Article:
Miklós Rózsa (1907–1995) was born and raised in Budapest, Hungary. He began to study the violin at the age of five, and within three years, he had begun composing and performing in public. After Rózsa completed high school in 1925, he attended the Leipzig Conservatory where he studied both music and chemistry, eventually focusing entirely on music. By the time Rózsa graduated in 1929, Breitkopf and Härtel, the world’s oldest music publishing house, had already published his String Trio, opus one, and Quintet for Piano and Strings, opus two. Rózsa remained in Leipzig until the rise of Nazism prompted him to leave Germany.
In 1931, he arrived in Paris, where he created several of his more noted classical compositions, including Hungarian Serenade, opus ten, and Theme, Variations and Finale, opus thirteen. The latter composition was the first work of his to gain international publicity and the first to be performed in America. At this performance by the Chicago Symphony Orchestra, his work was billed with the likes of Haydn, Bach, and Sibelius. The piece won rave reviews from music critics who claimed that he “was destined to become international.” Many years later, in 1943, Themes, Variations and Finale was the first piece conducted by Leonard Bernstein during his professional debut with the New York Philharmonic, which performance solidified Rózsa ’s influence on, and importance as, a classical composer in American music history.
In a conversation with his friend (and composer) Arthur Honegger, Rózsa first considered the possibility of making a living by composing film music. In 1935, he moved to London and began to create scores for films. His work on Knight without Armour, starring Marlene Dietrich, was the beginning of an important relationship with producer and fellow Hungarian Sir Alexander Korda. In 1939, while Rózsa was working on Korda’s film The Thief of Baghdad, the war forced Korda and London Films to move operations to Hollywood in order to finish production. Although Rózsa did not want to leave Europe, he was told that he would be replaced by another composer if he did not join the film in America. Reluctantly, in 1940, he crossed the Atlantic and began his new life in Hollywood, California, a hotbed for immigrant artists. He remained in America, becoming a citizen in 1946.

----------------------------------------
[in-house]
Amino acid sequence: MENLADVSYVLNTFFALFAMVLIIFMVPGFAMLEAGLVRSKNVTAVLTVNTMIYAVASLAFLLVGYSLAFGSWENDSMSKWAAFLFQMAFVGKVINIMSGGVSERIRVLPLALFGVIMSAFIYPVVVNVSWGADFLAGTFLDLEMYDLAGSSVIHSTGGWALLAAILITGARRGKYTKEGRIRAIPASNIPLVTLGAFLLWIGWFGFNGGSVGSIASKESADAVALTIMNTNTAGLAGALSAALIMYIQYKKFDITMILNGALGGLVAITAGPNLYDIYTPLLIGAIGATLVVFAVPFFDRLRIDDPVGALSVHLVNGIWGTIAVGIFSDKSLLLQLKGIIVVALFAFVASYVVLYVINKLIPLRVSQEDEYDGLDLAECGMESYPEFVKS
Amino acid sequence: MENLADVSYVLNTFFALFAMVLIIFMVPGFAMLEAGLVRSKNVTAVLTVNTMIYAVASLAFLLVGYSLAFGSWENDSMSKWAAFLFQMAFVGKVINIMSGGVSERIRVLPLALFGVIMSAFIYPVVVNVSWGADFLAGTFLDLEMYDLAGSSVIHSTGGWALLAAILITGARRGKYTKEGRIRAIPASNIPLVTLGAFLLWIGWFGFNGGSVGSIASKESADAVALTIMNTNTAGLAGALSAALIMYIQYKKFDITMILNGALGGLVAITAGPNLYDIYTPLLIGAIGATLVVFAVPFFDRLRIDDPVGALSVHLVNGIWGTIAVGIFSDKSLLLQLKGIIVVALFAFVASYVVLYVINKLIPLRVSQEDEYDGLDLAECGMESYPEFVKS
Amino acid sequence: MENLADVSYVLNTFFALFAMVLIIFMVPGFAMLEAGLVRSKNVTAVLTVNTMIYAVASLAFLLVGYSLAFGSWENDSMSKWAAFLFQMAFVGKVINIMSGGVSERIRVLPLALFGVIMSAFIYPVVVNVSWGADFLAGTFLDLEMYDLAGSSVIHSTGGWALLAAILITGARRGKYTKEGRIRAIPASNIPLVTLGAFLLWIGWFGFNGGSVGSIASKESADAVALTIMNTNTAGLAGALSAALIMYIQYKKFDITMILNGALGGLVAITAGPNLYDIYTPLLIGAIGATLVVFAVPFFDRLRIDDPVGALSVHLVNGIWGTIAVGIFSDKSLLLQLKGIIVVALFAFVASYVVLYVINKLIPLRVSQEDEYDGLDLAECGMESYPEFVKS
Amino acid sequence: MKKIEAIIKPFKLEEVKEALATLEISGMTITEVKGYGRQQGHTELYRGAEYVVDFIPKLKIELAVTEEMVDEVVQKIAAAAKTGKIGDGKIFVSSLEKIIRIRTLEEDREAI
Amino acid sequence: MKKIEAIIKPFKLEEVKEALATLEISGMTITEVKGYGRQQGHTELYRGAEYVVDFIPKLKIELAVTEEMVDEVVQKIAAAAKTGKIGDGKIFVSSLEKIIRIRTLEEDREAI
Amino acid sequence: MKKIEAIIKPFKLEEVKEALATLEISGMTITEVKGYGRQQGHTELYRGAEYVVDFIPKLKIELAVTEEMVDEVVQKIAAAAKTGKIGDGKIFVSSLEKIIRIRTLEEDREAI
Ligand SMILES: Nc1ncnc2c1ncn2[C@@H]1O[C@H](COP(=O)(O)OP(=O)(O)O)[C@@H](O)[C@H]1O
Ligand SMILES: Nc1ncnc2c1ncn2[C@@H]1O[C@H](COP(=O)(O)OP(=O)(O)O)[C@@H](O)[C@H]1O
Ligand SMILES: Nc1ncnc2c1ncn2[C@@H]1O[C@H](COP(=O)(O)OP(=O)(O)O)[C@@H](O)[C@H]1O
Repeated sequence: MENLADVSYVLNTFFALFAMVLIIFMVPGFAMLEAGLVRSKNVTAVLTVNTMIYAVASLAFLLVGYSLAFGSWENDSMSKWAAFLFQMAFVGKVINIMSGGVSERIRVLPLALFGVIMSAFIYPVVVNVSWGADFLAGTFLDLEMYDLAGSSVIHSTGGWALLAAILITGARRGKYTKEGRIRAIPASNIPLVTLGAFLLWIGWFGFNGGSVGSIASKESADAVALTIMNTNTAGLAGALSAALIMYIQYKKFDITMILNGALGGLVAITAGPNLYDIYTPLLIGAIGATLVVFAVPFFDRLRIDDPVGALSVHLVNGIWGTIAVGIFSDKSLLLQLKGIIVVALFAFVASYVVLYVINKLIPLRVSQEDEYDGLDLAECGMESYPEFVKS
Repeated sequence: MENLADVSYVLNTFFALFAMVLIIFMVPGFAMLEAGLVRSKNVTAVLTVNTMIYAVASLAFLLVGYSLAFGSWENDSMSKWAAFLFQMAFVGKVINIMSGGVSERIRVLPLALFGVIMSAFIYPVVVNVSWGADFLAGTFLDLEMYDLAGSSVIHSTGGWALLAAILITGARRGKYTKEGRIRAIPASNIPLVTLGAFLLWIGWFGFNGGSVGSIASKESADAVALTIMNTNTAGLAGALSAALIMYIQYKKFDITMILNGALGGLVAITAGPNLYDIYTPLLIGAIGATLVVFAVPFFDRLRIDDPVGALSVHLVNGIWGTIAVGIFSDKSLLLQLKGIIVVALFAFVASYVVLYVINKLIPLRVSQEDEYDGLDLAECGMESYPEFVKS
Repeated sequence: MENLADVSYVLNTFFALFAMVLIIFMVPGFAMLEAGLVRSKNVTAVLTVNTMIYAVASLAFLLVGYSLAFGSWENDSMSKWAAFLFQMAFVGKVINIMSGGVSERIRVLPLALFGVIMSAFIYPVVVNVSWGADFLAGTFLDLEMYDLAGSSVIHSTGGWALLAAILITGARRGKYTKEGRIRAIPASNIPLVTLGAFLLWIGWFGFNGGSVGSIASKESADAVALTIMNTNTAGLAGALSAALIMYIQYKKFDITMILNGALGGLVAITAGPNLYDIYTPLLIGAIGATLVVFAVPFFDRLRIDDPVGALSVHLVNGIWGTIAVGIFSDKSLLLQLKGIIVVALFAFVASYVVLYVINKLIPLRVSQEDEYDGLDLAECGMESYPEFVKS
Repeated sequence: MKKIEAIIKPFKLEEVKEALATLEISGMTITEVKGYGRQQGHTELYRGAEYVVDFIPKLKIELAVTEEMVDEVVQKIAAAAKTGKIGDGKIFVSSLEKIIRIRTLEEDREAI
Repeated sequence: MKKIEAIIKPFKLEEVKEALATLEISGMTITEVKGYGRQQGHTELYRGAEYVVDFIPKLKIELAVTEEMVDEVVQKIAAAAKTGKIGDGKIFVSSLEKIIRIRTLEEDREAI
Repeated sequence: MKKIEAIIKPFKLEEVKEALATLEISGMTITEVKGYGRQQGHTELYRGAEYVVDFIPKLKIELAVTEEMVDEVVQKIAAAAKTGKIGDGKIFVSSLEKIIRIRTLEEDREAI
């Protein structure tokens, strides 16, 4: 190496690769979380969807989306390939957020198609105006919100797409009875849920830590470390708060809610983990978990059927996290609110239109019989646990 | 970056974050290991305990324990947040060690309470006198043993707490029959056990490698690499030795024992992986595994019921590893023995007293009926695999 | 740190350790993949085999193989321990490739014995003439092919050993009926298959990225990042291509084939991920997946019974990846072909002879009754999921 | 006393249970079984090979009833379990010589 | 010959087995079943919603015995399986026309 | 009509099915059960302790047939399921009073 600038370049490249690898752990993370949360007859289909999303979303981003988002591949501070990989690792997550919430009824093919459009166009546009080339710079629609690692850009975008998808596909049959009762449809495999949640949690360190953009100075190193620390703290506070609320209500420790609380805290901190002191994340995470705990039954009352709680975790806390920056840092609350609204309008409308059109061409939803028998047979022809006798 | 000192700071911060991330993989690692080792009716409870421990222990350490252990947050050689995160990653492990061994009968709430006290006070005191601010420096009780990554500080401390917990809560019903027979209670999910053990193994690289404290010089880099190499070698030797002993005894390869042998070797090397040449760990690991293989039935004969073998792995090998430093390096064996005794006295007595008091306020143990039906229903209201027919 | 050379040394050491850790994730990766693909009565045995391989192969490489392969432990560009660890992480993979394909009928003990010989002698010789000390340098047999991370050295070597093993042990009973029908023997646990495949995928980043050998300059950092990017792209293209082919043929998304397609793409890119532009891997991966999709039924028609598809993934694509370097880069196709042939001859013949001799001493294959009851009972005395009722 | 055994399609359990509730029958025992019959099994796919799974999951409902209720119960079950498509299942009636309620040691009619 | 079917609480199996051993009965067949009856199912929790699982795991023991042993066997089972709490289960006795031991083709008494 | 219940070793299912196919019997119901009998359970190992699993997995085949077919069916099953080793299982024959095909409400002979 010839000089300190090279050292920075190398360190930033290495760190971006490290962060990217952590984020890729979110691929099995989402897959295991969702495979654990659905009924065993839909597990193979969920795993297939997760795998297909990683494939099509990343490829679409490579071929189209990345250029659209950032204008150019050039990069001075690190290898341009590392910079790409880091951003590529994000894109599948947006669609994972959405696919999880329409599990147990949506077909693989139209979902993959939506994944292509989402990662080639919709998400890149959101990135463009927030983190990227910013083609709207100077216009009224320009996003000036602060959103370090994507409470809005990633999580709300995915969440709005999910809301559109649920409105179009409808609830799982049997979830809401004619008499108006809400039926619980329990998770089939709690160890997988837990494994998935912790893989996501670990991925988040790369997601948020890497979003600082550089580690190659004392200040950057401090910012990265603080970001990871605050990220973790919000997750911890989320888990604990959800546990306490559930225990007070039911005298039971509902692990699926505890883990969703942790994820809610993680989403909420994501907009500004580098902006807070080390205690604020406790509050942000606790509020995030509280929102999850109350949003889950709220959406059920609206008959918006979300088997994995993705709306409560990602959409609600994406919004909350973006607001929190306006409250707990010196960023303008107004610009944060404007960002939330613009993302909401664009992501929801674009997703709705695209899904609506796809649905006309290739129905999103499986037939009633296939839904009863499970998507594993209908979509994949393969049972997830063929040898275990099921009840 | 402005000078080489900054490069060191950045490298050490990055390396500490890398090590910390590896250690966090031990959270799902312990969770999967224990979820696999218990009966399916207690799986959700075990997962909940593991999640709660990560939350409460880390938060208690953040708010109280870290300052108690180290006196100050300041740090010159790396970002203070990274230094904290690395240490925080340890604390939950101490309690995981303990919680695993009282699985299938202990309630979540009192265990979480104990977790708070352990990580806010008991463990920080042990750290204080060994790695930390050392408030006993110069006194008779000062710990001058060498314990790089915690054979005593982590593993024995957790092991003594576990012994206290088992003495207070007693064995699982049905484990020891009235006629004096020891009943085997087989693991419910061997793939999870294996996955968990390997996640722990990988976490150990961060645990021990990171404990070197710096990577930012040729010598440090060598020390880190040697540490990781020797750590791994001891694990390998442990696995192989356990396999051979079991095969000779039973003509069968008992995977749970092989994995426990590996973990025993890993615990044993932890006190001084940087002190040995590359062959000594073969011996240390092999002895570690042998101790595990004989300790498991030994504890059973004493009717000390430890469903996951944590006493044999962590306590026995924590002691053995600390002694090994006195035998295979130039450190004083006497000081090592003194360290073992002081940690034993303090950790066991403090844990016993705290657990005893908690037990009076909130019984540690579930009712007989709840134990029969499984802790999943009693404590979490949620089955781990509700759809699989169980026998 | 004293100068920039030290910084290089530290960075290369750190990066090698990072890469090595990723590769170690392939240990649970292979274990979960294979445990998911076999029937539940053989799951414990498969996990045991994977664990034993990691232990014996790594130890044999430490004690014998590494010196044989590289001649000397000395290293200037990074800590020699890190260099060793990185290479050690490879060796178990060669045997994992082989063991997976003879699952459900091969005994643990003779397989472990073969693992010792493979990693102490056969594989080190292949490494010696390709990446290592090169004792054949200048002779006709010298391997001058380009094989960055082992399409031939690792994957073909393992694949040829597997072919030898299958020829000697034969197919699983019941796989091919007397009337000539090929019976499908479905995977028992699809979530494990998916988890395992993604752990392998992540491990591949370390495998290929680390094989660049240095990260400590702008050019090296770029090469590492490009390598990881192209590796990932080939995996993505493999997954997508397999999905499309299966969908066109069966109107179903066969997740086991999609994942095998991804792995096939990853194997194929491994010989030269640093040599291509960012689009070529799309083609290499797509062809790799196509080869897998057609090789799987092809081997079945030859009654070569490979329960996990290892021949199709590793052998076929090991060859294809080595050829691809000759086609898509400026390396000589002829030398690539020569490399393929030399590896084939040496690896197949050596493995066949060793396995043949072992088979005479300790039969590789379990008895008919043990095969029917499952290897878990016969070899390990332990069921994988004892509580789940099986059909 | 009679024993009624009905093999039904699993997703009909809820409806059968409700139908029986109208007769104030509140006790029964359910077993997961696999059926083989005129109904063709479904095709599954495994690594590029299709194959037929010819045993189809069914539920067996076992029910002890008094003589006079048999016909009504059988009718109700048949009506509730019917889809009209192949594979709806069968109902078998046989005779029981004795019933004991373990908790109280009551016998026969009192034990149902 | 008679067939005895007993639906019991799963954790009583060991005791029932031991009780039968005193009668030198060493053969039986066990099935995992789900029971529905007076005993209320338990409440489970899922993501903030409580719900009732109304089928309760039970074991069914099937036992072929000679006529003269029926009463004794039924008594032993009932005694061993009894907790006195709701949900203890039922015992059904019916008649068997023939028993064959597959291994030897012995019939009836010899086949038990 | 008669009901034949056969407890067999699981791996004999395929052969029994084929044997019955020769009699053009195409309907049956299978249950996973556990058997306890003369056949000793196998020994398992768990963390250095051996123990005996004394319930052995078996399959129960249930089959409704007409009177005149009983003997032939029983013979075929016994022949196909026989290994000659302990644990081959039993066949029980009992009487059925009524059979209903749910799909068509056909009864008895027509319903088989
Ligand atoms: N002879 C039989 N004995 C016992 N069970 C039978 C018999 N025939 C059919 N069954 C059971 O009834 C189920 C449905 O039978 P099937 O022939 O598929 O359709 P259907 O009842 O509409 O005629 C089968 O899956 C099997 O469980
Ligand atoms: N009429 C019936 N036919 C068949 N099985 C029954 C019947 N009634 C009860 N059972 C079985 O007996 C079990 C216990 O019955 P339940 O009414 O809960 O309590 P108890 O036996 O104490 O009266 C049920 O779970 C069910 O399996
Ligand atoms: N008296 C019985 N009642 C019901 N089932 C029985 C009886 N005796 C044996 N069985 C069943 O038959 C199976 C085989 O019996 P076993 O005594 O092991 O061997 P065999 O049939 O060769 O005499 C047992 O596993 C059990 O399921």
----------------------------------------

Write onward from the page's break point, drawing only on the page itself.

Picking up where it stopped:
Rózsa’s work on The Thief of Baghdad gave him his first Academy Award nomination for Best Original Score—his first of seventeen such nominations. He continued to work with Korda on The Jungle Book (1942), a film based on Rudyard Kipling’s tale, for which he was nominated for his fourth Academy Award. Shortly after the film’s release, RCA/Victor released an album featuring The Jungle Book score with narration by the star of the film, Sabu. It was the first American film score to be commercially recorded by a major film company.
Rózsa scored three “film noir” classics: Double Indemnity (1944), The Lost Weekend (1945), and The Killers (1946). Rózsa’s work on Double Indemnity caught the attention of Alfred Hitchcock, who engaged him for work on Spellbound (1945). For this score, in which he introduced an eerie sounding instrument, the theremin, Rózsa earned his first Academy Award. That same year, Rózsa joined the faculty of the University of Southern California as professor of film music, a position he held for twenty years. Rózsa won a second Academy Award for his score of A Double Life (1948) and his third for Ben Hur (1959). In addition to his film and classical composition work, Rózsa conducted worldwide concert performances and made recordings.
One of Rózsa’s rarely mentioned professional contributions was his work on music-performance royalty rights and his involvement with the Screen Composers’ Association (SCA), of which he was president from 1955 to 1965. Upon his arrival in America, Rózsa noticed that composers were not protected as they were in Europe: “I was surprised to learn that American film composers (unless they were songwriters) were not accepted by the American Society of Composers and Publishers (ASCAP) and that despite ASCAP’s enormous receipts from films the composers got nothing. Something had to be done for everywhere else in the world a composer automatically received a royalty for public performance of anything of his...even “background music.” The SCA was founded to fight for proper royalties, and Rózsa worked very hard during his tenure to make sure that the American composer received protection.
In 1982, Rózsa summed up his life and career in his memoir, A Double Life. Upon reflecting on his contribution to American film music, he stated that “because more people are exposed to music through cinema than through any other medium, I feel it is my duty to ensure that any music of mine that they may hear is of the highest possible quality; it is, if you like, a way of educating people musically....I believe in music as a form of communication; for me it is more of an expression of emotion than an intellectual or cerebral crossword puzzle....I am a traditionalist but I believe tradition can be so recreated as to express the artist’s own epoch while preserving its relationship with the past.” [View Rózsa Gallery]